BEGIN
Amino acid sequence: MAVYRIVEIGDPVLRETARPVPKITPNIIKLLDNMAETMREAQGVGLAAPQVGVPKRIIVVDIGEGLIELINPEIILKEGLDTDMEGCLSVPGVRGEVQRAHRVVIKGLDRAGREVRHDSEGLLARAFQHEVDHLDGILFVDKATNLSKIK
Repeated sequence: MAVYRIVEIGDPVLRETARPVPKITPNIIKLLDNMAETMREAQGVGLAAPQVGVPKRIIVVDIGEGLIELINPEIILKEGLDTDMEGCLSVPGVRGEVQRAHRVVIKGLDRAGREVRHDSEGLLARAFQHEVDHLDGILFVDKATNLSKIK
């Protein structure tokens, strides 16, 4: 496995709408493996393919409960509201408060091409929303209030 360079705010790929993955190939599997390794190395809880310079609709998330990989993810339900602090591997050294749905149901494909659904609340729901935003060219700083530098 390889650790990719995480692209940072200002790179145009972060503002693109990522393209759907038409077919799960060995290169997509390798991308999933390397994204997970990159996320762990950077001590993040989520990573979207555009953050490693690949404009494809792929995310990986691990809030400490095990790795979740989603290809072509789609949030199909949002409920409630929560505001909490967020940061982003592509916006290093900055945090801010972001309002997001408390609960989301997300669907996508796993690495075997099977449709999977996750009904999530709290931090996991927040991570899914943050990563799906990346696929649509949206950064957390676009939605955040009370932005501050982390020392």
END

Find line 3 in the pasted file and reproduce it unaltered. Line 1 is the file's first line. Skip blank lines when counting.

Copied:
């Protein structure tokens, strides 16, 4: 496995709408493996393919409960509201408060091409929303209030 360079705010790929993955190939599997390794190395809880310079609709998330990989993810339900602090591997050294749905149901494909659904609340729901935003060219700083530098 390889650790990719995480692209940072200002790179145009972060503002693109990522393209759907038409077919799960060995290169997509390798991308999933390397994204997970990159996320762990950077001590993040989520990573979207555009953050490693690949404009494809792929995310990986691990809030400490095990790795979740989603290809072509789609949030199909949002409920409630929560505001909490967020940061982003592509916006290093900055945090801010972001309002997001408390609960989301997300669907996508796993690495075997099977449709999977996750009904999530709290931090996991927040991570899914943050990563799906990346696929649509949206950064957390676009939605955040009370932005501050982390020392």